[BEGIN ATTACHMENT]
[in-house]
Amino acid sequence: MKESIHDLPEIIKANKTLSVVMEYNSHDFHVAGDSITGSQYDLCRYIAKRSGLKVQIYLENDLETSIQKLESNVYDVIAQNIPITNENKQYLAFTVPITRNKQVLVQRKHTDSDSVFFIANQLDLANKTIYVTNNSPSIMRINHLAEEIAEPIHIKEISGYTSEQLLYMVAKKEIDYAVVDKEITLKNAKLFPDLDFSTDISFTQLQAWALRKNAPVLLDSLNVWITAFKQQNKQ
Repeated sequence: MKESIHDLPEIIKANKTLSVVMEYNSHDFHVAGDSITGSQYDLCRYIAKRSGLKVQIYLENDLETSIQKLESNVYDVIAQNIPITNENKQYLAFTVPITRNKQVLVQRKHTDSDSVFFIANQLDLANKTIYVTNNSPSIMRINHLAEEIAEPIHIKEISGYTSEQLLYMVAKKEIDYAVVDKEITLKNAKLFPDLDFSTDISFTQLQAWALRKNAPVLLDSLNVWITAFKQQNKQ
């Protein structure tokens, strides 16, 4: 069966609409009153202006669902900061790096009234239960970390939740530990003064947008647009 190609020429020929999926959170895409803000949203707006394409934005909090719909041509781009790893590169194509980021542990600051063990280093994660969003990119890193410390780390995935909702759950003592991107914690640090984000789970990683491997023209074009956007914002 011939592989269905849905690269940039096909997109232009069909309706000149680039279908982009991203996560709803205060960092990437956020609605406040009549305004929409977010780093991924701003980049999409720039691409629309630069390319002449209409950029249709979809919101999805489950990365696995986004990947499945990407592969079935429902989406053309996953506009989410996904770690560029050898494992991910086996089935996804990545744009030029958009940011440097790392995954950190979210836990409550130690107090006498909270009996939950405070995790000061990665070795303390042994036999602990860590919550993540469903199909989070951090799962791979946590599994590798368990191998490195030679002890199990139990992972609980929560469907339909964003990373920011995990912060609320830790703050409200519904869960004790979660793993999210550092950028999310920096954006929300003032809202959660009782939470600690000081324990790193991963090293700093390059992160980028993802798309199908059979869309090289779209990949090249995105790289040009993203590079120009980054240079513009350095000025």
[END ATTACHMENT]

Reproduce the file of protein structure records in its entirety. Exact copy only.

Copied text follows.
[in-house]
Amino acid sequence: MKESIHDLPEIIKANKTLSVVMEYNSHDFHVAGDSITGSQYDLCRYIAKRSGLKVQIYLENDLETSIQKLESNVYDVIAQNIPITNENKQYLAFTVPITRNKQVLVQRKHTDSDSVFFIANQLDLANKTIYVTNNSPSIMRINHLAEEIAEPIHIKEISGYTSEQLLYMVAKKEIDYAVVDKEITLKNAKLFPDLDFSTDISFTQLQAWALRKNAPVLLDSLNVWITAFKQQNKQ
Repeated sequence: MKESIHDLPEIIKANKTLSVVMEYNSHDFHVAGDSITGSQYDLCRYIAKRSGLKVQIYLENDLETSIQKLESNVYDVIAQNIPITNENKQYLAFTVPITRNKQVLVQRKHTDSDSVFFIANQLDLANKTIYVTNNSPSIMRINHLAEEIAEPIHIKEISGYTSEQLLYMVAKKEIDYAVVDKEITLKNAKLFPDLDFSTDISFTQLQAWALRKNAPVLLDSLNVWITAFKQQNKQ
């Protein structure tokens, strides 16, 4: 069966609409009153202006669902900061790096009234239960970390939740530990003064947008647009 190609020429020929999926959170895409803000949203707006394409934005909090719909041509781009790893590169194509980021542990600051063990280093994660969003990119890193410390780390995935909702759950003592991107914690640090984000789970990683491997023209074009956007914002 011939592989269905849905690269940039096909997109232009069909309706000149680039279908982009991203996560709803205060960092990437956020609605406040009549305004929409977010780093991924701003980049999409720039691409629309630069390319002449209409950029249709979809919101999805489950990365696995986004990947499945990407592969079935429902989406053309996953506009989410996904770690560029050898494992991910086996089935996804990545744009030029958009940011440097790392995954950190979210836990409550130690107090006498909270009996939950405070995790000061990665070795303390042994036999602990860590919550993540469903199909989070951090799962791979946590599994590798368990191998490195030679002890199990139990992972609980929560469907339909964003990373920011995990912060609320830790703050409200519904869960004790979660793993999210550092950028999310920096954006929300003032809202959660009782939470600690000081324990790193991963090293700093390059992160980028993802798309199908059979869309090289779209990949090249995105790289040009993203590079120009980054240079513009350095000025």